Captain Savalette was a Basque ship's captain who, in 1607, reportedly had been fishing off Canso, Nova Scotia since 1565.[1]

Based in Saint-Jean-de-Luz, Savalette had learned of these fishing spots from his father, who had in turn heard of them from his father. When Savalette met Samuel de Champlain in 1607, he stated that he had crossed the Atlantic Ocean to this location every year for the past forty two years.[2] Captain Savalette also encountered the French explorer Marc Lescarbot.[1]

Savalette engaged in the so-called "dry" or sedentary fishery. Fish were caught close to shore and were dried on shore soon after being caught.[3][4]

A plaque was erected on the shore at Tor Bay, commemorating Captain Savalette's voyages to this area.[3] Tor Bay was previously known as Port Savalette. The Festival Savalette is held in the area each August.[5]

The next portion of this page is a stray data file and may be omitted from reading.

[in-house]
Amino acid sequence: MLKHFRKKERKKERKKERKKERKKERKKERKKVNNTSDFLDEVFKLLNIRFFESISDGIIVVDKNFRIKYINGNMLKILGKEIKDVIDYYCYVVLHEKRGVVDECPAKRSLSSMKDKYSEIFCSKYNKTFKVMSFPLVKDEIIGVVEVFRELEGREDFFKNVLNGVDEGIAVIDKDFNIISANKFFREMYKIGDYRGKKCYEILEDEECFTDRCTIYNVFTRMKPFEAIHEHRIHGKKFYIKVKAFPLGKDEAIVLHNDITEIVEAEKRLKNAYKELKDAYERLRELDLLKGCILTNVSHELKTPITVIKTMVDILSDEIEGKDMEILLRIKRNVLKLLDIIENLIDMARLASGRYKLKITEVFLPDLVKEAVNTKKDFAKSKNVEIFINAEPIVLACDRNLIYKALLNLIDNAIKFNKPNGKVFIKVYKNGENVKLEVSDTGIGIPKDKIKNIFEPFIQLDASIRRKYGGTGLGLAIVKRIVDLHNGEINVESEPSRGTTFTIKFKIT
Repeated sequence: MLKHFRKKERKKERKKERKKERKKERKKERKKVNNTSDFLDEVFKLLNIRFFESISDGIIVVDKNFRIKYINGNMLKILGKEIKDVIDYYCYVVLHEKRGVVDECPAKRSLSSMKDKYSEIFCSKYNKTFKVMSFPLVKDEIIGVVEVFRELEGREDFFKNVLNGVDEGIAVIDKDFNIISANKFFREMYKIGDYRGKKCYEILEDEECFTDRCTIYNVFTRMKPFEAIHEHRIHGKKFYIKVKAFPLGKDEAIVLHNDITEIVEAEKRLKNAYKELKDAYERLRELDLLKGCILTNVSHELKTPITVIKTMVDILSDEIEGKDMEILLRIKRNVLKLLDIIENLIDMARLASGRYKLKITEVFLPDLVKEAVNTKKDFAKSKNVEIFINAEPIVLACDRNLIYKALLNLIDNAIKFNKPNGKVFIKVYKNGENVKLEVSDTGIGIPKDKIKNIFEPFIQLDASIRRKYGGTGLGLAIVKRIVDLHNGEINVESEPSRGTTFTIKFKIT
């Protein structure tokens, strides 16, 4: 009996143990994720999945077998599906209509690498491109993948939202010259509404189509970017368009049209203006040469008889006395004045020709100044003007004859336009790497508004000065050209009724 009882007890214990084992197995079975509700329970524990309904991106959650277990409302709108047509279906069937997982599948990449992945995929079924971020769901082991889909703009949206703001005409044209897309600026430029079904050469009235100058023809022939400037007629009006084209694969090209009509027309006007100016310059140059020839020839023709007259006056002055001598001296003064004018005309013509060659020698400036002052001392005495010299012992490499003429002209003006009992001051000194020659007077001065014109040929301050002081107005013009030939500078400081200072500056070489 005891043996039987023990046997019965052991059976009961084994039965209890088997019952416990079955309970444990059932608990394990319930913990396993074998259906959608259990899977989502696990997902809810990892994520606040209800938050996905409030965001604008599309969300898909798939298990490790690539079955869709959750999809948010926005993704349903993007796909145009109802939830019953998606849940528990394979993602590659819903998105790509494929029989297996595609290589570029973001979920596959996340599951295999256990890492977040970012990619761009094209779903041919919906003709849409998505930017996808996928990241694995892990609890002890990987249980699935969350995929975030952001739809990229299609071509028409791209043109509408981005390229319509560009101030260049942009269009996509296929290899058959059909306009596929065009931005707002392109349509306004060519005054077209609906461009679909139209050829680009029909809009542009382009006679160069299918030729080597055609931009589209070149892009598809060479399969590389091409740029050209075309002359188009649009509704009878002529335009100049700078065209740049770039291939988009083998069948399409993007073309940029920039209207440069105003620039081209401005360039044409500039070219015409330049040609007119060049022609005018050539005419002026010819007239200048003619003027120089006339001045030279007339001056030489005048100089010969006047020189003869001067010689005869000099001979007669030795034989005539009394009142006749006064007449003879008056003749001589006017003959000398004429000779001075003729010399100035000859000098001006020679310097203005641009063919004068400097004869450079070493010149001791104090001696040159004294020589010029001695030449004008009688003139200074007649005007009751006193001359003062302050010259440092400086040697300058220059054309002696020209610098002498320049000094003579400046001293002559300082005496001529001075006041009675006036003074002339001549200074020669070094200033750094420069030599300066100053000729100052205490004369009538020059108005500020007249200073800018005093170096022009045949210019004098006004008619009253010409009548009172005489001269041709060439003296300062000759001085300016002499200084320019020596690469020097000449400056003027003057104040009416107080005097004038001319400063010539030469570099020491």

Captain Savalette was named a Person of National Historic Significance by the Canadian government in 1944.[6]

ReferencesEdit

  1. ^ a b Fischer, David Hackett (2009). Champlain's Dream. p. 111. ISBN 978-1416593331.
  2. ^ The Publications of the Prince Society. Vol. 12. 1878. pp. 153–54.
  3. ^ a b "Canada's Historic Heritage" (PDF). Parks Canada. p. 15.
  4. ^ "19th Century French Fishery". Newfoundland and Labrador Heritage.
  5. ^ "Larry's River Festival Savalette". Guysborough County Community Access Network.
  6. ^ "Monument Capitaine Savalette". Inventaire des lieux de mémoire de la Nouvelle-France (in French).